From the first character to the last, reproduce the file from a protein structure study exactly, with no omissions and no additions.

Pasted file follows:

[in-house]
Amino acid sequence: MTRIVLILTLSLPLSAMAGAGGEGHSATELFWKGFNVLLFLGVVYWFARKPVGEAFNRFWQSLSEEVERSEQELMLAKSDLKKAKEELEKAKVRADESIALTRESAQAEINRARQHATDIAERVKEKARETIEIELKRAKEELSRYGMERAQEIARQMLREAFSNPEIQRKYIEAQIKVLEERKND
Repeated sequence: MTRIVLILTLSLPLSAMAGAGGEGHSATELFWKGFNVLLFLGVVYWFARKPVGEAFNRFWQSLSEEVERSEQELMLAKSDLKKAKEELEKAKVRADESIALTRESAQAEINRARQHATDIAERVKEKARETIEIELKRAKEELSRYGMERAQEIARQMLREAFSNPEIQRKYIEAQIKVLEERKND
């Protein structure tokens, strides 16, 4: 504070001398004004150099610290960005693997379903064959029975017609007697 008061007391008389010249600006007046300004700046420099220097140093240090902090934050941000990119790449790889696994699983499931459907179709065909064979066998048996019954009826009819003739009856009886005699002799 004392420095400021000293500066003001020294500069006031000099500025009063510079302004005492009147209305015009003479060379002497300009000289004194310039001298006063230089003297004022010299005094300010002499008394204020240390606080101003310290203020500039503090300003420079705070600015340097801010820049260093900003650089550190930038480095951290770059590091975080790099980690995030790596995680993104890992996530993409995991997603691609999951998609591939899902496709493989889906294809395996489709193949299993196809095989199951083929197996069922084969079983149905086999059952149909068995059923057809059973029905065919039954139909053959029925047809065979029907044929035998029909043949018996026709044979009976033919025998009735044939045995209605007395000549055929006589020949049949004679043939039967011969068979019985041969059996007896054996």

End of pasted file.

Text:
[in-house]
Amino acid sequence: MTRIVLILTLSLPLSAMAGAGGEGHSATELFWKGFNVLLFLGVVYWFARKPVGEAFNRFWQSLSEEVERSEQELMLAKSDLKKAKEELEKAKVRADESIALTRESAQAEINRARQHATDIAERVKEKARETIEIELKRAKEELSRYGMERAQEIARQMLREAFSNPEIQRKYIEAQIKVLEERKND
Repeated sequence: MTRIVLILTLSLPLSAMAGAGGEGHSATELFWKGFNVLLFLGVVYWFARKPVGEAFNRFWQSLSEEVERSEQELMLAKSDLKKAKEELEKAKVRADESIALTRESAQAEINRARQHATDIAERVKEKARETIEIELKRAKEELSRYGMERAQEIARQMLREAFSNPEIQRKYIEAQIKVLEERKND
């Protein structure tokens, strides 16, 4: 504070001398004004150099610290960005693997379903064959029975017609007697 008061007391008389010249600006007046300004700046420099220097140093240090902090934050941000990119790449790889696994699983499931459907179709065909064979066998048996019954009826009819003739009856009886005699002799 004392420095400021000293500066003001020294500069006031000099500025009063510079302004005492009147209305015009003479060379002497300009000289004194310039001298006063230089003297004022010299005094300010002499008394204020240390606080101003310290203020500039503090300003420079705070600015340097801010820049260093900003650089550190930038480095951290770059590091975080790099980690995030790596995680993104890992996530993409995991997603691609999951998609591939899902496709493989889906294809395996489709193949299993196809095989199951083929197996069922084969079983149905086999059952149909068995059923057809059973029905065919039954139909053959029925047809065979029907044929035998029909043949018996026709044979009976033919025998009735044939045995209605007395000549055929006589020949049949004679043939039967011969068979019985041969059996007896054996």